In 1979, an episode was done with the actors out of character as a tribute to actor Jack Soo, who played Det. Nick Yemana. Soo had died of cancer of the esophagus in 1979. The episode consisted of unscripted reminiscences of Soo by the cast members, interspersed with clips of him from the show. At the end of this episode, the cast raised their coffee cups as a salute to him, a reference to the running joke throughout the series that Yemana always (but unintentionally) made very foul-tasting coffee for the other members of the squad.
Thirteen episodes showed scenes outside of the police station: Ramon, Graft, The Stakeout, Hair, The Hero, Grand Hotel, Fish, Wojo's Girl part 2, Contempt parts 1 & 2, Chinatown parts 1 & 2, and Eviction part 2.
The original pilot was titled 'The (1974) (TV) Life and Times of Captain Barney Miller', but it was rejected by ABC. It aired as a special on 22 August 1974. ABC was negotiating a deal with director John Rich at the time, due to his success with All in the Family (1971). Rich had seen the pilot and was interested in working on the show. He insisted that ABC give it another chance as part of his deal, so the show was immediately picked up for a 13-episode commitment. However, due to disagreements with producer/writer 'Danny Arnold (I)', Rich left the show after two episodes to work on other projects for ABC.
Two of the props used on the police station set were the chalkboard used to show whether the policemen were on-duty or off-duty and the scarred cell door. When the show ended, the chalkboard and cell door were donated to the Smithsonian Television Museum. In addition to the names of the characters on the show, the board listed other names which were those of technicians who worked on the show's crew. The Smithsonian also has the police badges used by the actors (signed by producer Danny Arnold) and Jack Soo's coffee mug.
When Harris is asked to produce a porn film for an undercover sting, he uses the name "Starry Night Productions" as his cover. Years later, show writer Reinhold Weege uses the name for his own production company, which produced "Night Court." This 'connection' may account for many of the surreal (and humorous) elements found on both shows.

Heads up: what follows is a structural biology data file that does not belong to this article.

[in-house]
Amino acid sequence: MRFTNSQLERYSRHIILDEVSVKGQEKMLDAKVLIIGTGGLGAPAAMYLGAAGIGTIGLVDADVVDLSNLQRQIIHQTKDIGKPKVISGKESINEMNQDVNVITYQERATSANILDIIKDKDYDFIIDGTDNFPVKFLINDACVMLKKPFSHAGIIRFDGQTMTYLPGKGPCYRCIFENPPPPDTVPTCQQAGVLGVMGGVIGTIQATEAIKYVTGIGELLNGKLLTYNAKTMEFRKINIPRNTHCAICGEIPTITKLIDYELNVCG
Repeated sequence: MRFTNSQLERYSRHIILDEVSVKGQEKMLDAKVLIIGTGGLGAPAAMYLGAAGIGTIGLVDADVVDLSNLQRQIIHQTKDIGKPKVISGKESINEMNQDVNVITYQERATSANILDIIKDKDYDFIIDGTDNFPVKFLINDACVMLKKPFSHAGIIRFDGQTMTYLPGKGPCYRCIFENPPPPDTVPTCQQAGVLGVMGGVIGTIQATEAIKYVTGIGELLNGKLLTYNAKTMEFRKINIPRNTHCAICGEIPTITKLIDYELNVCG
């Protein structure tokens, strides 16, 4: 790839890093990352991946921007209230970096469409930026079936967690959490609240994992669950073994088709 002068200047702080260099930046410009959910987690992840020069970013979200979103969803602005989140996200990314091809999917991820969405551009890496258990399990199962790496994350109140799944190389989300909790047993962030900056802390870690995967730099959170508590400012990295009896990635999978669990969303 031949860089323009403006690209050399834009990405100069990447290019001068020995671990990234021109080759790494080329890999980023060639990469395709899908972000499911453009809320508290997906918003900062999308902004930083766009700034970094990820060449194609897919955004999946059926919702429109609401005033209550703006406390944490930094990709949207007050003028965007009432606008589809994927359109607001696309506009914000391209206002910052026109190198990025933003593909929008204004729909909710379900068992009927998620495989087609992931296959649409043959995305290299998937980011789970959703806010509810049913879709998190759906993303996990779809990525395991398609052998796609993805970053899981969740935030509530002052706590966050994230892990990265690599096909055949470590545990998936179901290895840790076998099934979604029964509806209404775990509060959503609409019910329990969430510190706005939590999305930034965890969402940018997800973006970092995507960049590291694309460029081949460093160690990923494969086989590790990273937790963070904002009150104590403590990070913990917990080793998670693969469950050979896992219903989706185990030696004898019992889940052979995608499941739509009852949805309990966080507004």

Several references to the Broadway play and film Flower Drum Song (1961) were used in connection with Jack Soo's character, Det. Nick Yemana. Soo played Samuel Adams "Sammy" Fong in the movie and MC Frankie Wing on the stage.
Hal Linden and Max Gail were the only actors to be featured in the opening credits every season. (Ron Glass was only a featured actor in the first season, appearing in only handful of segments with his name listed in the closing credits.)
Ron Carey (Levitt) wanted something as his trademark. Every time Levitt leaves the squad room he opens the door with his left hand and, with his back to the edge of the door, rotates around the edge of the door, keeping his back against it, then closes the door.
Like many other episodic shows of the period the show "recycled" actors in various roles. For example: Florence Halop appeared as Ms. Mable Kleiner, Mrs. Pierce, Evelyn Holly, Karen Golden, Wanda LaMear and Wilma Kestner. Don Calfa appeared as Mr. DiLucca, Angelo Dodi, Leon Bidell, Calvin J. Kendall, Gilbert Lesco, Arthur Thompson and Eddie.